The NSW work health and safety regulator has brought a successful prosecution against a company director resulting in a criminal conviction and fines against the director and the company. An order was also made requiring the director to pay the costs of the prosecution. It appears that this is the first such successful prosecution under the harmonised Federal safety legislation in NSW. However, the fines imposed in this case ($15,000 against the director and $150,000 against the company) were low given the specific circumstances of the case.
What does this mean for me?
Directors and officers in a business must be able to show that they have taken reasonable steps to exercise due diligence in respect of their safety obligations. This decision reinforces these obligations and the importance of compliance with the positive duty on directors to ensure and verify that processes and resources are used and implemented appropriately.
Austral Hydroponics grew greenhouse truss tomatoes. On 7 March 2013 Eang Lam, the sole director of Austral, directed one of his employees, Mr Nuon to remove plastic sheets from the roof of a greenhouse. No instruction on how this task was to be done was provided to Mr Nuon, nor was any fall arrest equipment provided. Mr Nuon used a ladder to climb onto the roof of the greenhouse. While standing on the gutter of the greenhouse and attempting to pull away the plastic sheets, Mr Nuon lost his balance and fell 2.5 metres.
Mr Nuon suffered a fracture to his spine which caused spinal cord damage and tetraplegia (also known as quadriplegia). Mr Nuon's condition was considered catastrophic. He remained in high dependency care in hospital until he died in August 2014. It was not alleged that the death was caused by the injures received from the fall.
The Court found that Mr Lam failed to exercise due diligence by taking reasonable steps to ensure compliance with the Safe Work Australia's Code of Practice on 'Managing the Risk of Falls at Workplaces Code of Practice'. There was no risk assessment for the task and no safe work procedure. Mr Nuon was not assisted in undertaking the task and was not adequately supervised. Mr Lam did not take reasonable steps to ensure that workers were only directed to work on the roof of a hot house after a risk assessment had been conducted and control measures were implemented to minimise risks to safety.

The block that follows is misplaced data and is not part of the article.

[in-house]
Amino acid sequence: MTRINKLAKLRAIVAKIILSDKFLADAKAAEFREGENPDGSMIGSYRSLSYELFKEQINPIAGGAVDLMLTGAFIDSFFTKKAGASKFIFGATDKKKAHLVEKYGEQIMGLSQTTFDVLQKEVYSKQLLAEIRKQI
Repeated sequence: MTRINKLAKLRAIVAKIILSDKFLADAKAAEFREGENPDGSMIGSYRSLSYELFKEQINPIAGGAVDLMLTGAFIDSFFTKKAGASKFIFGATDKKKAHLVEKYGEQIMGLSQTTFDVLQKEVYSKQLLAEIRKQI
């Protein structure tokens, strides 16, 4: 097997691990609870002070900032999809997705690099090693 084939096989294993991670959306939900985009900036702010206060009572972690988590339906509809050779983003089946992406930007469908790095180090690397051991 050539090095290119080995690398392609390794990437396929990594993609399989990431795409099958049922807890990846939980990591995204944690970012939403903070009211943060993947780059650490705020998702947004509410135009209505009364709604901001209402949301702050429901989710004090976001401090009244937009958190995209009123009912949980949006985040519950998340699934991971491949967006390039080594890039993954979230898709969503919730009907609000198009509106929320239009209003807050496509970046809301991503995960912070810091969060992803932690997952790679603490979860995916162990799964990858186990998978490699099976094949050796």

What lead to the low penalties?
Mr Lam could have been fined up to $300,000 and Austral up to $1,500,000. However, the Court imposed low penalties because:
- evidence showed that Mr Lam was suffering post-traumatic stress disorder and major depression, and had significant symptoms of anxiety
- Mr Lam and Austral had limited capacity to pay fines
- evidence showed the good character of Mr Lam and his community contributions in business since 1983
- it was unlikely Mr Lam or Austral would reoffend, given the remorse and contrition of Mr Lam and that Austral was no longer trading, and
- early guilty pleas from Mr Lam and Austral.
The content of this article is intended to provide a general guide to the subject matter. Specialist advice should be sought about your specific circumstances.